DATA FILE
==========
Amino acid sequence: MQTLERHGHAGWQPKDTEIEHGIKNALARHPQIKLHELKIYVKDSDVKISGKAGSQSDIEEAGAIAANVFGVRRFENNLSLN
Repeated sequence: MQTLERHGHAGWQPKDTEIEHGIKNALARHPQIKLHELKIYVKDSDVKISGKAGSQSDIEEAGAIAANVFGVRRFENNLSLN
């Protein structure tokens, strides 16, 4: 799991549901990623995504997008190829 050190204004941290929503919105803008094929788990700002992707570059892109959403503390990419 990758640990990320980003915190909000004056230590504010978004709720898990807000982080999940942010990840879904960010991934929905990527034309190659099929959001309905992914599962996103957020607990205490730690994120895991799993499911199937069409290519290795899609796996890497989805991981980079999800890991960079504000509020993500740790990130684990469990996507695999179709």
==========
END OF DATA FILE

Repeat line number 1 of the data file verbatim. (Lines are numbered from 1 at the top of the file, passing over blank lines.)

Amino acid sequence: MQTLERHGHAGWQPKDTEIEHGIKNALARHPQIKLHELKIYVKDSDVKISGKAGSQSDIEEAGAIAANVFGVRRFENNLSLN